Sun damage is another problem that buyers will see in houses for sale in Los Angeles, as well as plumbing issues and roof age. Rising utility costs can be an issue, and though sometimes houses come with a solar power system to help offset electric costs, solar panels are often leased. Make sure you understand the terms before taking over a solar lease.

Pest inspections are always a good idea, since cockroaches and termites are a common problem in the desert.  Many pest companies in Los Angeles will do an initial inspection for free and only charge for the work if they find problems. Costs for a big upfront job vary, but most people in Los Angeles pay $40 to $60 for monthly treatments. Though not required in California, getting a pest inspection upfront is always a good idea, and you may be able to negotiate for a seller to pay for the extermination if there is a problem.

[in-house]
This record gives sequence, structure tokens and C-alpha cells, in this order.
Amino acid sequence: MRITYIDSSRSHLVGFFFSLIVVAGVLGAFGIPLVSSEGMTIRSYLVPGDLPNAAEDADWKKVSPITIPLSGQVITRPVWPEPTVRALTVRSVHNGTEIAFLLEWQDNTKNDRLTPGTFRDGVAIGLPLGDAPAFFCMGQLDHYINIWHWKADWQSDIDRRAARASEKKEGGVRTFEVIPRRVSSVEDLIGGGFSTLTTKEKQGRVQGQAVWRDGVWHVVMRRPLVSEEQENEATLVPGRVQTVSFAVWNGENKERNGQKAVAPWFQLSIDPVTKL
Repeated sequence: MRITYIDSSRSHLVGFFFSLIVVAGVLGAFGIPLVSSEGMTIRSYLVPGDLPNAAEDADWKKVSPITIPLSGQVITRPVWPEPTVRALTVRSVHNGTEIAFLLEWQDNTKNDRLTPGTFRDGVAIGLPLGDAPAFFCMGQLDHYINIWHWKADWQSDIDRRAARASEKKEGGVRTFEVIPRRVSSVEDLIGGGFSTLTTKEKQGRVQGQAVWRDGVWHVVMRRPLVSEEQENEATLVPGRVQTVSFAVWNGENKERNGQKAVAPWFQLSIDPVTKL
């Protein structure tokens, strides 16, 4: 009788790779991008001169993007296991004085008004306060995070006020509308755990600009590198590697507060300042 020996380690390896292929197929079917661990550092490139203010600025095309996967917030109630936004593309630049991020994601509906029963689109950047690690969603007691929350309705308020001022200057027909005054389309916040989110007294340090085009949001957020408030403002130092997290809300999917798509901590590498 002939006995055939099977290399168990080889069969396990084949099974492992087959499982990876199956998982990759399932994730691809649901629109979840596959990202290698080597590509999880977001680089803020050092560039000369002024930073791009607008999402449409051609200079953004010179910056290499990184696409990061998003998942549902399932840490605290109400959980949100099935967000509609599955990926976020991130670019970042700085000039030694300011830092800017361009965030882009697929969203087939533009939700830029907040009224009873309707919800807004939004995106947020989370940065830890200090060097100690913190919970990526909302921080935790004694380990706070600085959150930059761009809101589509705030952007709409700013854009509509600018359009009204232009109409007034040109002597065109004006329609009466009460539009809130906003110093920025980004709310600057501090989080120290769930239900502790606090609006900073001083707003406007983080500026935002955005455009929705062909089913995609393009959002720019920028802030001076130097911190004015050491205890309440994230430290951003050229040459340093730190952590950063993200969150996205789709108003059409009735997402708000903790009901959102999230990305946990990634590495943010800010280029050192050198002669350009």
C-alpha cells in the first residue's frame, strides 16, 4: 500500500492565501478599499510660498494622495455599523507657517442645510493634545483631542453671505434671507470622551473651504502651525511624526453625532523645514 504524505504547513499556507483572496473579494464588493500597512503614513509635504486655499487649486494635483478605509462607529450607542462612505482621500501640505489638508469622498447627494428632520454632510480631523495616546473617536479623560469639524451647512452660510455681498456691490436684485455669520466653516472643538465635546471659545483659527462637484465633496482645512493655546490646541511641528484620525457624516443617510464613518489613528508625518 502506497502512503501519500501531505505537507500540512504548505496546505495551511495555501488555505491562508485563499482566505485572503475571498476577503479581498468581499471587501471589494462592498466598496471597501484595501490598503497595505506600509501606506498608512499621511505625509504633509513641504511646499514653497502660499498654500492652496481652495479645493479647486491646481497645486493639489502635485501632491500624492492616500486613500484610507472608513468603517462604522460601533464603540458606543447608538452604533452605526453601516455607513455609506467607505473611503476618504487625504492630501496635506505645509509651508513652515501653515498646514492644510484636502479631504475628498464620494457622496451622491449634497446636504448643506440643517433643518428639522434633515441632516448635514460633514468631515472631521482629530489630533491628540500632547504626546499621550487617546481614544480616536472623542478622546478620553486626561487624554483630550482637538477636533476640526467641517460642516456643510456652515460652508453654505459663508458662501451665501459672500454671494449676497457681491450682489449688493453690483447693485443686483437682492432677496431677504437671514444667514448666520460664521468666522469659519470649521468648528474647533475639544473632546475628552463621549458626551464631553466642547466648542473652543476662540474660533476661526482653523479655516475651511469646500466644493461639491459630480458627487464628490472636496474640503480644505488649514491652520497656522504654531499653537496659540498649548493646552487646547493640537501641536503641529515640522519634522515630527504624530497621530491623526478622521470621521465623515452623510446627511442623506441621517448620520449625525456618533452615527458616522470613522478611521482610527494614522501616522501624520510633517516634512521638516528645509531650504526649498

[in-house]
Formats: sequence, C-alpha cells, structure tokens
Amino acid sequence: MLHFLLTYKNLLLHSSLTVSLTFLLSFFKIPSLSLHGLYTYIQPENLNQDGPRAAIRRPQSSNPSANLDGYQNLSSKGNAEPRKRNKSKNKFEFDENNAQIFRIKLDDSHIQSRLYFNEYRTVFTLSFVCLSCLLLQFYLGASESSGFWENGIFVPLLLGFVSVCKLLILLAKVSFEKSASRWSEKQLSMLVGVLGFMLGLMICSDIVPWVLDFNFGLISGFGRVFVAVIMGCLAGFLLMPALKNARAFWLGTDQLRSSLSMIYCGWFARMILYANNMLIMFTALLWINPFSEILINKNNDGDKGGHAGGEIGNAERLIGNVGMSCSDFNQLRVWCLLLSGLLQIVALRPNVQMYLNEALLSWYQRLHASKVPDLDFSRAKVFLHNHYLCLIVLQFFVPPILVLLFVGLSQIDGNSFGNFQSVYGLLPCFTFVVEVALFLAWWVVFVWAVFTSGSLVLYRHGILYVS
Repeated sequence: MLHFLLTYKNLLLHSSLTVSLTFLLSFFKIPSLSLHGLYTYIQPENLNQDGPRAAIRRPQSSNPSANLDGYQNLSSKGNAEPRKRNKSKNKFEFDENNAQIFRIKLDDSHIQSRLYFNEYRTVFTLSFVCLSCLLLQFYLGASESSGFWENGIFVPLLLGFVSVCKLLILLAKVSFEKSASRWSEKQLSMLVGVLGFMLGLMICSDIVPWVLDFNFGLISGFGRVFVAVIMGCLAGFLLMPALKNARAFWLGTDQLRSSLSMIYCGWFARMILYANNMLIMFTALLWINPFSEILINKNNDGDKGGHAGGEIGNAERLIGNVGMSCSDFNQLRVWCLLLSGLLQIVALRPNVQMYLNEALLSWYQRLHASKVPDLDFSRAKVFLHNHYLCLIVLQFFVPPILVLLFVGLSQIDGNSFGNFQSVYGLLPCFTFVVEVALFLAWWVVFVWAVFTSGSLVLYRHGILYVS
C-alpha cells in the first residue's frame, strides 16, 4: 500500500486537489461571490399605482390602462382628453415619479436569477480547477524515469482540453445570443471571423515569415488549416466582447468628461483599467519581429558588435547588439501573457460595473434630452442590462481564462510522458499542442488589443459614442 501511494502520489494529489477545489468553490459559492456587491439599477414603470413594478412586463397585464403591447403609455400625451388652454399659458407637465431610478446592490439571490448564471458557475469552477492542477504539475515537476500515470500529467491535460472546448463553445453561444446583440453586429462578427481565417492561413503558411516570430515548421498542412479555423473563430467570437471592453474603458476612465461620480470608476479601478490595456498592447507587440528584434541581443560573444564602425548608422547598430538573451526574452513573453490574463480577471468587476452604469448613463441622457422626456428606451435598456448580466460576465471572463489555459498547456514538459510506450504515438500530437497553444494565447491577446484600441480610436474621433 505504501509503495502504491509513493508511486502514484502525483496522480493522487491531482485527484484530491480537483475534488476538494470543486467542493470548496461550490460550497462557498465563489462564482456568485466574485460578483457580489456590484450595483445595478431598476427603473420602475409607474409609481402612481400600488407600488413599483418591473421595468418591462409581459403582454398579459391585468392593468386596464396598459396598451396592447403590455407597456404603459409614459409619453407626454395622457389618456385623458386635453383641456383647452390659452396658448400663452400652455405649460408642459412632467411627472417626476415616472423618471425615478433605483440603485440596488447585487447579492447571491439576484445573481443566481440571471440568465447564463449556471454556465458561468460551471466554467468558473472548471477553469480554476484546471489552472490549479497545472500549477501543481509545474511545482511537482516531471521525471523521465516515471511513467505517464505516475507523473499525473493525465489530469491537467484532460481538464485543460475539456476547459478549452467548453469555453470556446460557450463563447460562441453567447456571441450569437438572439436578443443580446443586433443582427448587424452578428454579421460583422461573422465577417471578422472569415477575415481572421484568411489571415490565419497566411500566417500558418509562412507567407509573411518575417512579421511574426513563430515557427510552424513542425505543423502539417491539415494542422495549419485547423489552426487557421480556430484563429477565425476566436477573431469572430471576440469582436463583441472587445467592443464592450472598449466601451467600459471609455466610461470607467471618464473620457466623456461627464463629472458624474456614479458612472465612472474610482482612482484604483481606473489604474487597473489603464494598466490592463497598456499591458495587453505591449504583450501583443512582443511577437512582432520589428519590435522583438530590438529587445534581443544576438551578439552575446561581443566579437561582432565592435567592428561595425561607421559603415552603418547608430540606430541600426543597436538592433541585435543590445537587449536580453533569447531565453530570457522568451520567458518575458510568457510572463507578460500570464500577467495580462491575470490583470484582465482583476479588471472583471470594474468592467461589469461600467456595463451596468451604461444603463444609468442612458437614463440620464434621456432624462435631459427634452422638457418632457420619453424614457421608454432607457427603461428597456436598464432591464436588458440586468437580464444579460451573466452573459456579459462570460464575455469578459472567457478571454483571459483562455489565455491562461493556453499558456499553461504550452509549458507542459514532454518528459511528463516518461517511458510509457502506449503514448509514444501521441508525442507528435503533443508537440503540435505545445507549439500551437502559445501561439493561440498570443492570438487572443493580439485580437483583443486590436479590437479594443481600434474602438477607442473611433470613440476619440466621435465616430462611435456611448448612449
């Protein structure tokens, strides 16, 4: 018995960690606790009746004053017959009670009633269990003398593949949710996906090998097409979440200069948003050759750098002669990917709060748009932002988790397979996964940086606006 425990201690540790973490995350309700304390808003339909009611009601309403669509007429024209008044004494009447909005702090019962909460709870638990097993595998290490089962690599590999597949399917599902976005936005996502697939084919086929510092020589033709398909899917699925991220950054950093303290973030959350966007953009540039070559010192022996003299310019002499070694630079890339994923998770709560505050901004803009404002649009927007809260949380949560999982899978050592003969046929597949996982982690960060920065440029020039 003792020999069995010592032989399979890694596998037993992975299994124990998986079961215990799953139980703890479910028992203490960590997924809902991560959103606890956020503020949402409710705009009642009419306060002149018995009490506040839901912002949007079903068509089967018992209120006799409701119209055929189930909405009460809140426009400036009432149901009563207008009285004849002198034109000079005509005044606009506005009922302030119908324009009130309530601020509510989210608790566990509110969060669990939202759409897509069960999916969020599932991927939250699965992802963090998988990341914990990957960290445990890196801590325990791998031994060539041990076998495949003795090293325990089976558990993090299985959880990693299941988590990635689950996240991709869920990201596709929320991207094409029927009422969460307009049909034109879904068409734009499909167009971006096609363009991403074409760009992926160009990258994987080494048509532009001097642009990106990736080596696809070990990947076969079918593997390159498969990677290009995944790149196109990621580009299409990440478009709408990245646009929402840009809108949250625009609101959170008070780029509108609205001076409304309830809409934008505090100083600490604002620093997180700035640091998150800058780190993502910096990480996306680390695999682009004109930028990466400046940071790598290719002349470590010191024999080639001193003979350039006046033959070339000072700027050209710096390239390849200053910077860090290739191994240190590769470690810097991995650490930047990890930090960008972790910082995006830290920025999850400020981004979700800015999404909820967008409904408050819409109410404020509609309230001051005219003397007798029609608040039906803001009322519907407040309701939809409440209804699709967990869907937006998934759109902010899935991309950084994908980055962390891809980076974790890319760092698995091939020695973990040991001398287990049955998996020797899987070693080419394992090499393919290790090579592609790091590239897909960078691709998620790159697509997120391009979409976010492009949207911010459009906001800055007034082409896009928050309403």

Because of the mountainous terrain, hillside homes are popular in Los Angeles, and these homes face a unique problem: sinking. “Mid-century hillside homes are prone to settlement or sinking.  The cost to repair these homes can get expensive.” says Max Oliva, Senior Vice President at Alpha Structural. “Earthquake retrofitting can also be an issue with houses built in the early 1900s, because oftentimes the homes were built on unreinforced masonry such as brick foundations or river rock foundations. The typical brace and bolt method of earthquake retrofitting does not work with these brick or river rock foundations as they are typically too deteriorated and need to be replaced or reinforced with a sister foundation. Because these foundations are not secured to the framing of the home, these houses come with a higher risk of earthquake related damages,” explains Oliva.

Solar panels on a house you can buy in Los Angeles.
Source: (Vivint Solar/ Unsplash)

Popular home upgrades